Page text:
There are elusive, enigmatic people, and then there is Vaishant Sharma. I caught up with the highly sought-after sophomore this week to ask him some important questions regarding who he is, what he does, and what he brings to our diverse community. Vice President of the South Asian Student Association, Head of Standards for Beta Theta Pi, former DC Reads tutor, current National Gallery of Art employee, and lover of all things gray, Vaishant was happy to answer my inquiries.
Q: Who are you?
Q: Where are you from?
A: Basking Ridge, New Jersey, otherwise known as Central Jersey.
Q: What’s your favorite Spotify playlist?
A: “The Preferred History of Music,” which is my favorite 25 albums arranged in chronological order. Follow me. Also, if you don’t have Spotify premium, get it for the student discount. I know you have it—that’s for anyone reading this interview debating whether they should get it or not. I’m also a fan of the playlists you have on Spotify though.
Q: What’s your song of the week?
A: Absolutely “Forrest Gump” by Frank Ocean. I know it’s old, but I don’t think I can get tired of it.
Q: If you were a building on campus, which building would you be?
A: Katzen, probably. Not even because I like art. Also, put a winky face next to Katzen, ‘cause I feel like Katzen all alone would show that I’m boring but I like to be lively sometimes. “Katzen ;)”
Q: So right now, what activities do you engage in on or off-campus?
A: Well, I’m Vice President of SASA (South Asian Student Association), which takes a lot of my time. I also am the Head of Standards for Beta Theta Pi, dealing with brothers who are accused of violating the rules and regulations of the chapter. Any extra time I have is spent at various art museums, but mainly at the National Gallery of Art where I work.
Q: So being of South Asian descent, did you feel compelled to take a leadership role in SASA?
A: SASA has always been really important to me because it allows me to engage in a community that has been crucial to my life. I want to improve the ways we engage with our community on and off campus. We’ve done that by hosting events that promote the culture of South Asia and attract those who are not of South Asian descent. It’s important to me, as it is to all of us, to include those who may not be South Asian but want to engage with the community and learn more about the culture.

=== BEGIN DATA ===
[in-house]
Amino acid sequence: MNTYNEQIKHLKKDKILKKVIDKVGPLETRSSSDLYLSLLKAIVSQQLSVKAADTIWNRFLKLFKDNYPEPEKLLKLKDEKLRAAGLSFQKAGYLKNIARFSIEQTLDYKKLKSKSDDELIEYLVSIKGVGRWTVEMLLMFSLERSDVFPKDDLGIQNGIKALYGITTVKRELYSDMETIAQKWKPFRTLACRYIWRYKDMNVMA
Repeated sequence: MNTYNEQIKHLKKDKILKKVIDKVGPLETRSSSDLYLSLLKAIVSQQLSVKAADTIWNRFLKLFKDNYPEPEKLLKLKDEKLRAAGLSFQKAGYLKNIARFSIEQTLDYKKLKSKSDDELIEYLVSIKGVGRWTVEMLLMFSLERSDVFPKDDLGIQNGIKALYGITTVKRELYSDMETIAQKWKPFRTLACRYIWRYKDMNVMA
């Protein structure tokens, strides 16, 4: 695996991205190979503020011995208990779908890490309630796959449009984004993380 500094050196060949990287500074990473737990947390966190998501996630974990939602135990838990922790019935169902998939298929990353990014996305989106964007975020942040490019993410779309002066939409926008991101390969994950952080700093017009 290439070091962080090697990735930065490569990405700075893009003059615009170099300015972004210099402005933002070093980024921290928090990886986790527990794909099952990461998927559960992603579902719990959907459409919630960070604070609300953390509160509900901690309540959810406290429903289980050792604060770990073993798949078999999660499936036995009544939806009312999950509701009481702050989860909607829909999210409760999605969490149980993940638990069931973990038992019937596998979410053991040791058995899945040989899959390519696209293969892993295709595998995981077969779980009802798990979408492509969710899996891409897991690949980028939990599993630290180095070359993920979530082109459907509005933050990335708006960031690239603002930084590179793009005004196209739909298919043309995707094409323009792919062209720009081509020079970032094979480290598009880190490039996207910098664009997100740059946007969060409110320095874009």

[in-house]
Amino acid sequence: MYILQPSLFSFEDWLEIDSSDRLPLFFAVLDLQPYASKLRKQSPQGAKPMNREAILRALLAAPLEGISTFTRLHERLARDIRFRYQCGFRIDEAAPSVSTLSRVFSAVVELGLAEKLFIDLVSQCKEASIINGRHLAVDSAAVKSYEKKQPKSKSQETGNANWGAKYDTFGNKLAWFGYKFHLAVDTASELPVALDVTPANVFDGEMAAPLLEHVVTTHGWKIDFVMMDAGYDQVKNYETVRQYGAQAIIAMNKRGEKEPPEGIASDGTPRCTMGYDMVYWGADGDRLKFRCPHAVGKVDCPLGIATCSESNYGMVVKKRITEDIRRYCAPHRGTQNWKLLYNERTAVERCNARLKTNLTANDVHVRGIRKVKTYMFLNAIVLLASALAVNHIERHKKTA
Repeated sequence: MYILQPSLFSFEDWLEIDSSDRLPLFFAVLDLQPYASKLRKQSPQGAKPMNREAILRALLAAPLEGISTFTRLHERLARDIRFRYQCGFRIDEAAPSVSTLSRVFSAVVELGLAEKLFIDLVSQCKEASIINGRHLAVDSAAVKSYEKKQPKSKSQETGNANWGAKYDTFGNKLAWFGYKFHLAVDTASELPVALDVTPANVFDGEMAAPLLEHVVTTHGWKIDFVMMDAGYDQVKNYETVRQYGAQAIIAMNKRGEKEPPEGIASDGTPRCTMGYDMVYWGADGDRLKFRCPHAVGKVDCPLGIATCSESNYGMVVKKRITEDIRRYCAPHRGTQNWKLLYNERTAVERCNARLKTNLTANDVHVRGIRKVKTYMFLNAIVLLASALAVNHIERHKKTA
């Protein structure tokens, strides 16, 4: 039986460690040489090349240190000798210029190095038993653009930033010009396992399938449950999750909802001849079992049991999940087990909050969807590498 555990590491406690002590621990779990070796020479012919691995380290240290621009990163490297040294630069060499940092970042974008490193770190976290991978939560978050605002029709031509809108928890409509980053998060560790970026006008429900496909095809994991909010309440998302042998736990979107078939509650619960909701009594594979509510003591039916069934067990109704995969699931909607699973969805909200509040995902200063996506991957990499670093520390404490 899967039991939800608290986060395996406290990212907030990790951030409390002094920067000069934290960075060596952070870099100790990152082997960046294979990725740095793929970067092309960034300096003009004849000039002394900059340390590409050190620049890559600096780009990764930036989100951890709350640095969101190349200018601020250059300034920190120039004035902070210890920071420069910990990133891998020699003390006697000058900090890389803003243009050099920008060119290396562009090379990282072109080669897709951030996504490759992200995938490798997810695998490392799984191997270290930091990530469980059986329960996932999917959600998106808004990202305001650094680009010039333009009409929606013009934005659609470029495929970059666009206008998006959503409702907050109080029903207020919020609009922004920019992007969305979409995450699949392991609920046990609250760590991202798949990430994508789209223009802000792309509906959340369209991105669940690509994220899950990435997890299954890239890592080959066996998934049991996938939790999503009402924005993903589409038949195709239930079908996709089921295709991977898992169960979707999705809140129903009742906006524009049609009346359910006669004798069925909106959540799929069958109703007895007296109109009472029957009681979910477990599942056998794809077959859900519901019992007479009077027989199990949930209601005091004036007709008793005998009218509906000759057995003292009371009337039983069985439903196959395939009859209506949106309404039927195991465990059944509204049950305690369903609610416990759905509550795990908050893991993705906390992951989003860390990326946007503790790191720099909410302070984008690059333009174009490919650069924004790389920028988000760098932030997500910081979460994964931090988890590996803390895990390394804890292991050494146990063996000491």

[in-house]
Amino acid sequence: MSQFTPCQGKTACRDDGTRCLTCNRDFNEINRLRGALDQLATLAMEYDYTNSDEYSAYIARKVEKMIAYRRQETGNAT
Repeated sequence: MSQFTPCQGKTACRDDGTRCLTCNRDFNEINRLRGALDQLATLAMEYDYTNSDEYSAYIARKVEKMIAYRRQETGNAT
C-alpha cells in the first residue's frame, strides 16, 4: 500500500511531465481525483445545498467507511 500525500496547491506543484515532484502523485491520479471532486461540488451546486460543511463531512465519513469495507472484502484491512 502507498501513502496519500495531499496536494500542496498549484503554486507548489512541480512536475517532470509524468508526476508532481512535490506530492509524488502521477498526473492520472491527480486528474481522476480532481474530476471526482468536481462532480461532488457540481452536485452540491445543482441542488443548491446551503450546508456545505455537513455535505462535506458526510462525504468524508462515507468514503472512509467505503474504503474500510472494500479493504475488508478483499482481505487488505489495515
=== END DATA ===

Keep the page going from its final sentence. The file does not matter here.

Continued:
Q: I think organizations on campus try to have that outlook as well. How do you fulfill that with your role as the head of the judicial committee of Beta?
A: I think my position gives me the power to influence the lives of brothers, which in turn influences the AU community as a whole. So my SASA position is far more engaging with the community, I still have the ability to make a difference.
Q: Overall, what’s one thing you wish to change on campus before you leave?
A: I think I just want to make student organizations more interactive with student life and the greater community, from Greek life to cultural organizations.
Q: Who’s your role model?
A: Probably Young Jeezy; have you heard The Recession? Or T.I., both pretty valid role models in my opinion.
Q: What is your favorite activity (or activities)?
A: Number one is taking naps. Number two is probably playing NHL against you.
Q: Do you want to play NHL right now?
Vaishant and I have been friends since the beginning of our time at AU, and I can truly say he is a leader without realizing it. Though he despises having to discuss his positions in organizations, I was able to lure him by playing “My Beautiful Dark Twisted Fantasy”, and it worked. Vaishant is certainly a growing leader on our campus, whether you see him in MGC dressed in a gray shirt with his matching gray sweatpants, or if you see him quadding in shorts and a t-shirt reading, “BLOCK ISLAND.” Thanks Vaishant, for always being unapologetically yourself.